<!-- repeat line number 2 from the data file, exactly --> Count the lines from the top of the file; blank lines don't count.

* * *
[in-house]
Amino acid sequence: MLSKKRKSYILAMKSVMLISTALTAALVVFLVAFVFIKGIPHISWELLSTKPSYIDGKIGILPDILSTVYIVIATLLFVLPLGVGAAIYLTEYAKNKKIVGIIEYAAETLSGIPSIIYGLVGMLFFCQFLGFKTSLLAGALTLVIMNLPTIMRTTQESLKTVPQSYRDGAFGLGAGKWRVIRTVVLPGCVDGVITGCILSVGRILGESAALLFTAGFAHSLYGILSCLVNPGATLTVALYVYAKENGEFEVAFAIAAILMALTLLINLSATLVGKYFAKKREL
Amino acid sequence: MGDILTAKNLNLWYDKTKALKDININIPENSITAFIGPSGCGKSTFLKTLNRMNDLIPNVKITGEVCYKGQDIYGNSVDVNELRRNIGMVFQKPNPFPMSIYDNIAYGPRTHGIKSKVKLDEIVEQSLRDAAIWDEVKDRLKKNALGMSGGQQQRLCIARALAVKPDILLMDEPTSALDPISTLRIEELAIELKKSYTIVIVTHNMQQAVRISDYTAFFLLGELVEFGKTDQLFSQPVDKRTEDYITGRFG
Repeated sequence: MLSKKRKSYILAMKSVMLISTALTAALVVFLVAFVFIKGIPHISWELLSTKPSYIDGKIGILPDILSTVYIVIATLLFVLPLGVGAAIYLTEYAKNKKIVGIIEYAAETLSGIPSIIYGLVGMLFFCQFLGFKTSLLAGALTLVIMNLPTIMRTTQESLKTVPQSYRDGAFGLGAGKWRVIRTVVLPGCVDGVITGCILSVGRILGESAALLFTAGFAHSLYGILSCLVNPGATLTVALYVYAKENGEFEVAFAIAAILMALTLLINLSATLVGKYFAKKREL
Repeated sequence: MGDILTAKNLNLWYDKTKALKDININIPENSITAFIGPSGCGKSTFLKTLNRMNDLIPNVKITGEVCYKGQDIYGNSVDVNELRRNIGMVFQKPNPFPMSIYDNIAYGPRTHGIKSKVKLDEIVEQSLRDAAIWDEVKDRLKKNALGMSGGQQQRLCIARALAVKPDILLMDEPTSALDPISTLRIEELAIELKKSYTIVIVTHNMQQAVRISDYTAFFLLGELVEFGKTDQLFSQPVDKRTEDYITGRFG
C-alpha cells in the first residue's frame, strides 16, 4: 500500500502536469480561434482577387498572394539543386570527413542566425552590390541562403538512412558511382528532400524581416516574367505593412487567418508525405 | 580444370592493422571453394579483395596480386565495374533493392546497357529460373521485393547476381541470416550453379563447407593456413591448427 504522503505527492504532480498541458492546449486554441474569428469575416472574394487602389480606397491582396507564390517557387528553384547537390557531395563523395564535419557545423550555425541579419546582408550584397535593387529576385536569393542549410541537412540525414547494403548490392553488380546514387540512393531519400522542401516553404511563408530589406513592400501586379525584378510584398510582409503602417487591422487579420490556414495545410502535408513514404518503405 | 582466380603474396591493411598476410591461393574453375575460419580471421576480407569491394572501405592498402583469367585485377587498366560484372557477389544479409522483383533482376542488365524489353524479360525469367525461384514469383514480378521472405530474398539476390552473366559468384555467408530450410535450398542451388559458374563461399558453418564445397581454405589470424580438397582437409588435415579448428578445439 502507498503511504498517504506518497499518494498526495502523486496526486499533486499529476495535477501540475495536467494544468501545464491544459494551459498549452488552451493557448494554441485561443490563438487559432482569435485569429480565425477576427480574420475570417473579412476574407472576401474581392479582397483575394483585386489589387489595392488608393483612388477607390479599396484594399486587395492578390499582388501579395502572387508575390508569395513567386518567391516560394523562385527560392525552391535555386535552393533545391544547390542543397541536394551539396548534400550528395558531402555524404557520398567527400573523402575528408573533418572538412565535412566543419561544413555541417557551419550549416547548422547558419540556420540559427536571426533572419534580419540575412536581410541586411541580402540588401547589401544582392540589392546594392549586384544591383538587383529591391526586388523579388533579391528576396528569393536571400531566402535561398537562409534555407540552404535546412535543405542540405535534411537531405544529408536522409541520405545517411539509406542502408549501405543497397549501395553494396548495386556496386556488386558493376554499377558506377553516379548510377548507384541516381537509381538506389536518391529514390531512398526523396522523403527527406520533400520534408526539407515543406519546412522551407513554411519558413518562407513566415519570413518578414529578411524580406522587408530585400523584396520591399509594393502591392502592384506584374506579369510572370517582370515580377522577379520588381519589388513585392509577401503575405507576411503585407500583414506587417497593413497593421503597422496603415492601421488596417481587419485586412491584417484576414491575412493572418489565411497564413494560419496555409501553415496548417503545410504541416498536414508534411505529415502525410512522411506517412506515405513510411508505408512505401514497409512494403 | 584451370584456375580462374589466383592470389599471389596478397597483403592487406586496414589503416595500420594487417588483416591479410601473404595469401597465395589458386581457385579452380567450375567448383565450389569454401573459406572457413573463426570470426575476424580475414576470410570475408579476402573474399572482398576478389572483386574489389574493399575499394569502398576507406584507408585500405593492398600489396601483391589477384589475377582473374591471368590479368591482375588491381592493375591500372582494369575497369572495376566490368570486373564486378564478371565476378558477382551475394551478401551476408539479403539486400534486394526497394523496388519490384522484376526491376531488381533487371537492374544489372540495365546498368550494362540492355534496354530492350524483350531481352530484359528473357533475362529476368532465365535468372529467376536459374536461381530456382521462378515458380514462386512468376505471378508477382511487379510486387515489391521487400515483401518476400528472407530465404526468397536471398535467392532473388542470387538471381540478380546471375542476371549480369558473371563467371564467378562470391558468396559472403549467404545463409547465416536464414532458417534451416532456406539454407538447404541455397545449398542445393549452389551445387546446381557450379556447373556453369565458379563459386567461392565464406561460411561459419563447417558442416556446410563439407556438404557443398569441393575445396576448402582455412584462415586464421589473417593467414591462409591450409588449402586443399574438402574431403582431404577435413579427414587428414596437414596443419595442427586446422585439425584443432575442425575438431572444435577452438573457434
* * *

Amino acid sequence: MLSKKRKSYILAMKSVMLISTALTAALVVFLVAFVFIKGIPHISWELLSTKPSYIDGKIGILPDILSTVYIVIATLLFVLPLGVGAAIYLTEYAKNKKIVGIIEYAAETLSGIPSIIYGLVGMLFFCQFLGFKTSLLAGALTLVIMNLPTIMRTTQESLKTVPQSYRDGAFGLGAGKWRVIRTVVLPGCVDGVITGCILSVGRILGESAALLFTAGFAHSLYGILSCLVNPGATLTVALYVYAKENGEFEVAFAIAAILMALTLLINLSATLVGKYFAKKREL